Archive For The “general” Category

edtech fetishism

By | February 1, 2013

Additionally, educational technology can be prone to cycles of hype and fetishism, where new tools and applications are rapidly adopted by individuals who are seen as innovators in the field, with little time for thorough or rigorous investigation of the pedagogical strategies that may be enabled by the affordances of these new tools.

Norman, D. (2013). A Case Study Using the Community of Inquiry Framework to Analyze Online Discussions in WordPress and Blackboard in a Graduate Course. (Master’s thesis, University of Calgary). Retrieved from http://darcynorman.net/thesis

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on hype cycles and easy answers

By | January 22, 2013

David Kernohan published a revised edtech hype cycle, rightly pointing out that it’s not a cycle, and that “progression” to the “plateau of productivity” is not a foregone conclusion. Here’s David’s EduBeardStroke Parabola 2013:

EduBeardStroke Parabola

I’ve seen the Gartner Hype Cycle used quite a bit – I’ve even used it myself on campus briefings and reports. It’s never sat well with me, but I couldn’t articulate why. I mean, Gartner hires The Experts to Make Sense of Things. And this is how they do it. And people understand the simplifications and generalizations, and feel comforted that Everything Will Be OK.

David raises some excellent points. Go read his post.

The Hype Cycle does a few things:

  1. it (over)simplifies a concept, reducing it to a single point on a (curvy) line. The only variable is its position on the (curvy) x-axis. And it implies that time (which is the typical x-axis) is all that’s needed. Invent a new shiny thing. Put a dot on the line. And wait. Continue waiting. BOOM! It’s moved through The Cycle, and is now resting happily on The Plateau of Productivity. Awesome! The reason people don’t adopt something early on is because they are dullards who just don’t get how awesome things are. And those that adopt it later are merely sheep who finally wised up and incorporated the inevitable product of time marching on.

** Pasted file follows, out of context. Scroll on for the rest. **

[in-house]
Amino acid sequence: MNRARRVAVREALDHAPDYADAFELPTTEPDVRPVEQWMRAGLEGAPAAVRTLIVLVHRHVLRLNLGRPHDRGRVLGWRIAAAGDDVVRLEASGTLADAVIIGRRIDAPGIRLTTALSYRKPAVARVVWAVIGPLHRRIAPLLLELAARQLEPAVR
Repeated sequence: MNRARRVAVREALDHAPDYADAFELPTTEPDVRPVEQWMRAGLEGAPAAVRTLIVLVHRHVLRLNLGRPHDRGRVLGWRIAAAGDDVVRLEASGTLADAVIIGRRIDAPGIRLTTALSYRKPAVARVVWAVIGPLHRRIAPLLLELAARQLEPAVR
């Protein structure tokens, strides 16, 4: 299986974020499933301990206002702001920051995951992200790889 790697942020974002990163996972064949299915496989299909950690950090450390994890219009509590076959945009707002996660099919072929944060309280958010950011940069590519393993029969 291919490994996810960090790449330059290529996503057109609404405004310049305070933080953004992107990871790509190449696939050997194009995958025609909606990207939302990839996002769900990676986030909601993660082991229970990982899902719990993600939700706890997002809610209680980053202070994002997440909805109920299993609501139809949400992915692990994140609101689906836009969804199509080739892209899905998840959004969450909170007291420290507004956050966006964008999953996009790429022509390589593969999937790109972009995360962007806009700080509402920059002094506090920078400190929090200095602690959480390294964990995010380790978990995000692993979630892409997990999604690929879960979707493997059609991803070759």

2. it implies a single shared context. that Shiny Thing #1 is the same thing for everyone, and has the same impact and risks and costs and benefits. That everyone is moving, lock step, together through the inevitable march of time as Shiny Things progress through The Hype Cycle until they reach the point where an organization (it’s always an organization or institution or company – no individuals need apply) is comfortable enough with the risk:benefit ratio and decides to incorporate the inevitable. But this is bullshit. Every organization has a unique context. And individuals matter.
  3. it provides the Easy Answer. Gartner is in the business of selling reports on extremely complicated or chaotic fields – Big Data, Higher Education, etc… – in order to help organizations and companies to understand change. Buy the report, get the latest Hype Cycle, and you’ll see at a glance where things are at, and what your organization or company needs to do. But easy answers aren’t useful. They placate the CYA MBA crowd who mumble things like “due diligence” and “mitigating risk” etc… while not providing an actual analysis of what these changes mean to their own organization or company. Nope. Gartner said it’s not quite at the peak of inflated expectations, so we have at least 6 months before we have to allocate budget resources to addressing it… – this is the kind of thing Scott points out with his comment on David’s post – it’s probably the biggest danger of this kind of thing. All we need to do is buy access to a report, put a dot on a (curvy) line, and BOOM hey, presto! we’re innovating! we’re adapting to change! To the presentation circuit!

Look at something like Learning Object Repositories – according to The Hype Cycle, that is now a mature/old concept. It should be grazing in the Plateau of Productivity by now. Except for most people, it’s a non-concept any more. So, does it drop back to the Trough of Disillusionment? Does it drop off the curve entirely at some point? Or is it Productivity Plateau for the folks that can actually use something like a repository? Which context wins?